The Durga Pujo Debate – How Bengal defeated the BJP and Cowbelt Hinduism
As I mentioned in a previous blog, the annual calendar for Bengalis is broadly divided into two parts: CP and DP (Countdown to Pujo and Durga Pujo). Our wait for the grand festival begins the moment Maa Durga leaves the mandaps. Fun, frolic, food, new clothes, merriment mark this festival that celebrate women power and the victory of good over evil. And over the last few years, Durga Pujo has become an occasion for the clubs in Kolkata to showcase the best of the art that our State boasts of.
Bengal has always been one of the most liberal States. Right from the days of the freedom struggle, Bengalis have given direction to the rest of India in terms of culture, philosophy, spirituality and even nationalism. However, there was a rapid decline in the leadership of Bengal post-independence, compounded by the 34 year old Left rule in the State. With the rise of the BJP across the country in the recent past, there have been attempts to appropriate our culture and impose the north Indian ‘Hindi-Hindu-Hindustan’ mantra on Bengalis. And Durga Pujo, being our biggest cultural symbol, has been under attack too.
Nazrul had once famously written, ‘Hindu na ora Muslim, oi jiggase kon jon… Kandari bolo dubiche manush, sontan mor maar (Who is it that asks the faith of the drowning figure. He is neither Hindu, nor Muslim; he is the son of our Motherland).’ This beautifully exemplifies the culture of solidarity and harmony prevalent in Bengal. And using the pretext of Durga Pujo, there were repeated attacks on the very foundation of this bond of unity by the aforementioned forces.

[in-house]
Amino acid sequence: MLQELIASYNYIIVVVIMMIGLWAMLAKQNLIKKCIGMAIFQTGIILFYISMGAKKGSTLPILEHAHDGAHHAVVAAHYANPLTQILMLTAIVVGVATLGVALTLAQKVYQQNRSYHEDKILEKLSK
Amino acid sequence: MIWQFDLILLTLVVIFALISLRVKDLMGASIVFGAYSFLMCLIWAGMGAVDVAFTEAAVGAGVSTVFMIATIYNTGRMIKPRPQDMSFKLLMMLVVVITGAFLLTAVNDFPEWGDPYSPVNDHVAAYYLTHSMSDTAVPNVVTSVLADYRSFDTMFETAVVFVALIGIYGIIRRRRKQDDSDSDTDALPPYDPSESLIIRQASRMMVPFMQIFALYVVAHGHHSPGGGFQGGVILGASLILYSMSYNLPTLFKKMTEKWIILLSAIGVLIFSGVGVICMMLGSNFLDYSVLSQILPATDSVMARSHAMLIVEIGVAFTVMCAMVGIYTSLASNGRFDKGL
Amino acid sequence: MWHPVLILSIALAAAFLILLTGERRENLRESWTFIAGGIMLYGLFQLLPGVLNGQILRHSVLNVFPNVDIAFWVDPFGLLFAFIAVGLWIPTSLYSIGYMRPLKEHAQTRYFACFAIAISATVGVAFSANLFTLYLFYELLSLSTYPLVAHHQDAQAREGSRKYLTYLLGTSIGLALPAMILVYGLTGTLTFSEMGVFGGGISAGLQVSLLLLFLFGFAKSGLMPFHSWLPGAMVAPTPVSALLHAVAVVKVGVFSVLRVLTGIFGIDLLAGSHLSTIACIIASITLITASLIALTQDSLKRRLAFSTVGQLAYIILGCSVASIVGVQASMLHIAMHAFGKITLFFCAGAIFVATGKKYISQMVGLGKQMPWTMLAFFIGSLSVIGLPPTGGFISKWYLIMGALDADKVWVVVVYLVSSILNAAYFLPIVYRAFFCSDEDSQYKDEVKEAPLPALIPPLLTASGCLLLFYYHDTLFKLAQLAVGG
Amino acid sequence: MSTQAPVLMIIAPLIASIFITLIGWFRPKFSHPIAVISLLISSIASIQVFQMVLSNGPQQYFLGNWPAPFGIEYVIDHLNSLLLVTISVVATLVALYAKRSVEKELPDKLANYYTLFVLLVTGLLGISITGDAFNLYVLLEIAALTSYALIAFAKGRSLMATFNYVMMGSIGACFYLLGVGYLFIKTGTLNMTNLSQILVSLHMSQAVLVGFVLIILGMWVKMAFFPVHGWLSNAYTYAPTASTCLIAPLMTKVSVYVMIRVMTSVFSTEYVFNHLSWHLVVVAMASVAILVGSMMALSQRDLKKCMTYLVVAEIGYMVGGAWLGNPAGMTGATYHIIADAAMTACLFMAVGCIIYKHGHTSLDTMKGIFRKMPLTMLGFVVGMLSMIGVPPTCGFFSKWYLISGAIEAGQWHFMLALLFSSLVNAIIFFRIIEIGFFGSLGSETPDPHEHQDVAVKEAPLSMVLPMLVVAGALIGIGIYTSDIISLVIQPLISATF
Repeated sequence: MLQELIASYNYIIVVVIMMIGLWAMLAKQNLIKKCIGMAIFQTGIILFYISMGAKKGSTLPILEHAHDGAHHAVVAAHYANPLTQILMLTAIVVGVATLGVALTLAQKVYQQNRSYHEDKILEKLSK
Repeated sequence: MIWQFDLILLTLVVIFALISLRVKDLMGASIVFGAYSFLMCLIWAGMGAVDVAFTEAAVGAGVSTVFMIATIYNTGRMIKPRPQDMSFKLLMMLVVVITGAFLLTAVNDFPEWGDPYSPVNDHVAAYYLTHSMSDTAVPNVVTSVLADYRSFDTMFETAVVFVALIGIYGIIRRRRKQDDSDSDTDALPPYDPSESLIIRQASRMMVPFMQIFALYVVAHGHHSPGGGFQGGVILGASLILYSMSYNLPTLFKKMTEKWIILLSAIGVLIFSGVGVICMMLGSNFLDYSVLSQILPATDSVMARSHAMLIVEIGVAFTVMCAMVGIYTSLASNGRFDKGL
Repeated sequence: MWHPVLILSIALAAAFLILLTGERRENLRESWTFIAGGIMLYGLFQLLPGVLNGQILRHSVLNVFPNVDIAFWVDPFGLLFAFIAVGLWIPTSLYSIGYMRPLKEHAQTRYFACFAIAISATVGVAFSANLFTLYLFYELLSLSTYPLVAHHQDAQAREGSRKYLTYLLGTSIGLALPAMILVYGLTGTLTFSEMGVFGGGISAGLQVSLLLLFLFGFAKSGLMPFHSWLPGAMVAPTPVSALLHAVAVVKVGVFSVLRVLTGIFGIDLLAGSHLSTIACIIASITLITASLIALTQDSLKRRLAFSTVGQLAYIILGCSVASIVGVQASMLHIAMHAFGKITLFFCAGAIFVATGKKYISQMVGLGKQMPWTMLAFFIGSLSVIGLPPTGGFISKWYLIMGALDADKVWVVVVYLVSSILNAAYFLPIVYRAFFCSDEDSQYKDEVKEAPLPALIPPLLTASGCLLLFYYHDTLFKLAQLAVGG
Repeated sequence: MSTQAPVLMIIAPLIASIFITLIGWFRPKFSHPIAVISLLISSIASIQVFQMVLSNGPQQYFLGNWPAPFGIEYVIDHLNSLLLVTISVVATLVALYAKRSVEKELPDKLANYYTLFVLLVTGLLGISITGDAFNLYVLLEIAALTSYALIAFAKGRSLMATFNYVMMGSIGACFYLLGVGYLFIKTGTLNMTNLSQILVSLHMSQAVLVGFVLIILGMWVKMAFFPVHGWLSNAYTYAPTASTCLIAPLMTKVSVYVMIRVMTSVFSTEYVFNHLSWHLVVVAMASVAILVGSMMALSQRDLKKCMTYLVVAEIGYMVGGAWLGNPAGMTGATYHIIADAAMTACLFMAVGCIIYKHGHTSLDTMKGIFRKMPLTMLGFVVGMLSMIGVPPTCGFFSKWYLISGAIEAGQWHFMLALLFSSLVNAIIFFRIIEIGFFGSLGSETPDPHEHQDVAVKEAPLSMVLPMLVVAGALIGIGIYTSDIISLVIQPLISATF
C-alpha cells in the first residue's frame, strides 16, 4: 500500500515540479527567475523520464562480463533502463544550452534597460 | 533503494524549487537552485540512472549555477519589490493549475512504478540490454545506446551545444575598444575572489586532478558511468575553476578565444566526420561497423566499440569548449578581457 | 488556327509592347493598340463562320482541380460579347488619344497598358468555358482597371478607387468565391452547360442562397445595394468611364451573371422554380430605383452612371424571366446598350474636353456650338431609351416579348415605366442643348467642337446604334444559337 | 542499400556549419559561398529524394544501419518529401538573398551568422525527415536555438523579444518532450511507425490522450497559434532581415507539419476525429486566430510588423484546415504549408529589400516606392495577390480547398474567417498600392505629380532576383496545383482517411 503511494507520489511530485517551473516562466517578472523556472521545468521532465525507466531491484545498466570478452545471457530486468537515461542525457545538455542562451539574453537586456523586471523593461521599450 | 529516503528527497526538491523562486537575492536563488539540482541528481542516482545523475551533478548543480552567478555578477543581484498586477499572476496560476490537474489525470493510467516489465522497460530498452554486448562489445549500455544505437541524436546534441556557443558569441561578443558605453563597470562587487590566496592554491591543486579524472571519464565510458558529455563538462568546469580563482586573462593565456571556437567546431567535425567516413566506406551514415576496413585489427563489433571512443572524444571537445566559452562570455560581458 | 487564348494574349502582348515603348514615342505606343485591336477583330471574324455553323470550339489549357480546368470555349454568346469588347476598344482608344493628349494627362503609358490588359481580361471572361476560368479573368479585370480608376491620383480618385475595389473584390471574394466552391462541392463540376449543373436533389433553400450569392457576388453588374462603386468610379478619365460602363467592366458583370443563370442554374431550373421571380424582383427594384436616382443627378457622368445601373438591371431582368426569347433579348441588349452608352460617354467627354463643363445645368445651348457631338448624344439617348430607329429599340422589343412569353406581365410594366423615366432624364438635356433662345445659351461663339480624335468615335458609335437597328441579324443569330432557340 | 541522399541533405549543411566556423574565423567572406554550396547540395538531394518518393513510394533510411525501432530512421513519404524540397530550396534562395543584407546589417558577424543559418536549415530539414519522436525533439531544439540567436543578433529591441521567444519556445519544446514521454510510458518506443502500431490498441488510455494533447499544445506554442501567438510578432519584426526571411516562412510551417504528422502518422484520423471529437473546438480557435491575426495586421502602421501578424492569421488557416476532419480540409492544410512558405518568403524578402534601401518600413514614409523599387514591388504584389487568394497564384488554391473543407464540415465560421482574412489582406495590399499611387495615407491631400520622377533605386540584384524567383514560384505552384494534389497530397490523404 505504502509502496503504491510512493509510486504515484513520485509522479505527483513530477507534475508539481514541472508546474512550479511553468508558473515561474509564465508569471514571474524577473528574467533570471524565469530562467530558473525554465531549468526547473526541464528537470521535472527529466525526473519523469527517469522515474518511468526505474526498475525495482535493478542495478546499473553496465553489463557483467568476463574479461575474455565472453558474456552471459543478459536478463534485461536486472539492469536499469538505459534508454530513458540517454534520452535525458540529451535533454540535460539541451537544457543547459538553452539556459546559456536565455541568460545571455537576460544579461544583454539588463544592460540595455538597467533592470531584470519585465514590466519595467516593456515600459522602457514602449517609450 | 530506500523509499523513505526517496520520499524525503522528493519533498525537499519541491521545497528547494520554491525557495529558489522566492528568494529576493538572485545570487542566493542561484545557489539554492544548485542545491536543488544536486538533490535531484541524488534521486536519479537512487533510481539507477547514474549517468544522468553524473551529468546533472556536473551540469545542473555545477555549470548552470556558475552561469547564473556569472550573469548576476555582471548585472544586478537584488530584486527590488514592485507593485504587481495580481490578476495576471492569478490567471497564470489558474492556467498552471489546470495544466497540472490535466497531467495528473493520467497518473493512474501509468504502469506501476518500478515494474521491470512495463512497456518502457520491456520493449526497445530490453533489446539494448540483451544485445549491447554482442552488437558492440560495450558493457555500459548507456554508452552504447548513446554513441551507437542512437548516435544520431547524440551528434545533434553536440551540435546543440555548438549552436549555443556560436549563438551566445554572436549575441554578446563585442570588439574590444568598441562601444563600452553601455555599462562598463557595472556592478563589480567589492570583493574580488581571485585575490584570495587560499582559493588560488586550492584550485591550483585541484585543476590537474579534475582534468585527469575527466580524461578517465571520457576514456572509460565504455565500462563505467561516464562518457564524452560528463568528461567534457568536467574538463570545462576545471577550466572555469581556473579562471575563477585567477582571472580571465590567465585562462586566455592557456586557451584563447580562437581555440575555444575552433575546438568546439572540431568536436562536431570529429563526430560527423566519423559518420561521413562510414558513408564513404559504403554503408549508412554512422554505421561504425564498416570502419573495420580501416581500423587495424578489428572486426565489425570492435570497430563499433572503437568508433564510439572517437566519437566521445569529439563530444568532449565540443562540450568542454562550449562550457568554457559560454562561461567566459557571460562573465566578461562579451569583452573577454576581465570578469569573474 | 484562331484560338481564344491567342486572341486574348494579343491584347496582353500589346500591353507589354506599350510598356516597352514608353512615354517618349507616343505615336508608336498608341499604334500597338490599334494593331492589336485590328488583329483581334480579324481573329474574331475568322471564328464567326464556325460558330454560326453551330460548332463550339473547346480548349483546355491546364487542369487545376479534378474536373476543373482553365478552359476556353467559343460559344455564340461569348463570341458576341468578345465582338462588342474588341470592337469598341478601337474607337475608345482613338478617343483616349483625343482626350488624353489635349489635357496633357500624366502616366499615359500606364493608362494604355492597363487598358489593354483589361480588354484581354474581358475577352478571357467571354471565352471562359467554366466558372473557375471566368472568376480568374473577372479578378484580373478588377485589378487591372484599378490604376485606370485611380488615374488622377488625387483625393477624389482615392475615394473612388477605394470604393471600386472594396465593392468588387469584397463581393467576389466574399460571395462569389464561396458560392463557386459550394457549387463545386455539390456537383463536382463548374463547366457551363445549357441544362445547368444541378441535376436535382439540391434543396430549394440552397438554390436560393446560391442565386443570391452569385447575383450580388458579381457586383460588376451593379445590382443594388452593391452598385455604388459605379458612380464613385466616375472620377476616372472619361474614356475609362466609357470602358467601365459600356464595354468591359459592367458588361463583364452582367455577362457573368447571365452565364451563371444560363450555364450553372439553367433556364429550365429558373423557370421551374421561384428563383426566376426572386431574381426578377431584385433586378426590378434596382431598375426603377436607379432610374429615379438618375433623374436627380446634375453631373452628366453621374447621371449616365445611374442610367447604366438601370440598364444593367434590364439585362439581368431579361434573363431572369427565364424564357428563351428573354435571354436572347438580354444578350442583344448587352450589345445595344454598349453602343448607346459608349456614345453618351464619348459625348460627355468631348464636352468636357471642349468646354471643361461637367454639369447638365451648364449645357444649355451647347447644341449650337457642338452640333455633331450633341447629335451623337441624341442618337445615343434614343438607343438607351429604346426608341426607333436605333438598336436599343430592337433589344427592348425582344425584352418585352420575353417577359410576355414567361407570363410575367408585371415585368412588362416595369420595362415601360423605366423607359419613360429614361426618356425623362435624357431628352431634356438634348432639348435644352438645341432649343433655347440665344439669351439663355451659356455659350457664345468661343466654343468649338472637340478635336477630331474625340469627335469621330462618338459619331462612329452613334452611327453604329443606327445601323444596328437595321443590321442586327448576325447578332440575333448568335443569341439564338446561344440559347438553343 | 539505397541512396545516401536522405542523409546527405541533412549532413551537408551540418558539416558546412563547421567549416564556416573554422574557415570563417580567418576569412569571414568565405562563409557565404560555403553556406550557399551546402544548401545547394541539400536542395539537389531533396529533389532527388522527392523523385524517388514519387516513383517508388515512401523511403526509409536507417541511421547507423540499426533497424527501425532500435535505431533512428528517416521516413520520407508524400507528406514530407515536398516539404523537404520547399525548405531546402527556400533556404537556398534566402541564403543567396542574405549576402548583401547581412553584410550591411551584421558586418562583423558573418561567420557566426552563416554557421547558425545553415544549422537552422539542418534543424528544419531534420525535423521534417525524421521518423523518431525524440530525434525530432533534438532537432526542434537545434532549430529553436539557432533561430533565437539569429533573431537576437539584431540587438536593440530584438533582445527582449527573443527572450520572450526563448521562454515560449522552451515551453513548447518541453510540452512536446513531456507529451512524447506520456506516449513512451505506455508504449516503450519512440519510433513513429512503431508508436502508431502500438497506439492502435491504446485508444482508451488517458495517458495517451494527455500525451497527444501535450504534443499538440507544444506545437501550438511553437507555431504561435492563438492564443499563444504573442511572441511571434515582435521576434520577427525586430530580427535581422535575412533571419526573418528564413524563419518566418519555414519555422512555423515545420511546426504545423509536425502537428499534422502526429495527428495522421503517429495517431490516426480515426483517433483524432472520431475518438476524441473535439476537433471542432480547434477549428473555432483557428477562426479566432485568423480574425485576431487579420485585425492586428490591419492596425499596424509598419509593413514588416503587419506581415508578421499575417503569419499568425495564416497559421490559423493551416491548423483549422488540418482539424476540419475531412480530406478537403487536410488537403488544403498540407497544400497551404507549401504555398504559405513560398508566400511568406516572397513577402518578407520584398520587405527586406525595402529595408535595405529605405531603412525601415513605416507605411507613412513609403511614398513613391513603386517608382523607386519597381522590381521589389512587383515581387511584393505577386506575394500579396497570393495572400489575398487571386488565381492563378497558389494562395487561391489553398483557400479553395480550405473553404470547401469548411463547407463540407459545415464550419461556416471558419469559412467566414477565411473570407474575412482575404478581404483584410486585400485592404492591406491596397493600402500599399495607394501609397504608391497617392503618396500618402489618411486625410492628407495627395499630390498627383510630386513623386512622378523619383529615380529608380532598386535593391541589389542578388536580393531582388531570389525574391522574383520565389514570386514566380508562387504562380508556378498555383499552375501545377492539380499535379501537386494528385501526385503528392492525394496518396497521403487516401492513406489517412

Durga Pujo is more than just the autumnal worship of Goddess Durga following Vedic scriptures and rituals. The festival has transformed into a cultural melee where we celebrate the homecoming of a daughter (Uma returns from Kailash). We indulge in limitless gluttony as the rest of India fasts. Rules are relaxed for these five-odd days. The young have the permission to stay out at night with friends; womenfolk get respite from the kitchen. There is a popular saying that during Pujo you even forgive your enemies.
This year, the BJP tried to cook up a storm over some restrictions imposed by the State Government regarding the immersion of Maa Durga, in light of Muharram falling on Ekadoshi. The Modi-media in Delhi, which is ever so eager to paint Bengal in a bad light, jumped into the fray and called this an assault on Hinduism (I am not sure if anyone noticed it, ANI which fervently tweets about every little detail of Ganesh Puja in Mumbai, does not even spare a tweet for the best of the pandals in Kolkata which excel in creativity). There were sustained social media campaigns to make this a ‘us vs them’ issue.
The unkindest cut of all was the cultural aggression of some of the biggest symbols of Durga Pujo for the average Bengali – food and fun. A very creative ad depicting Maa Durga getting a makeover at Jawed Habib’s salon had to be taken off after a massive outcry by the north Indian Hindu right-wing on social media. Several pandals in Delhi this year were forced not to serve non-vegetarian dishes like fish fry or biriyani because cowbelt fasts during Navratri. Could it get more idiotic and cruel?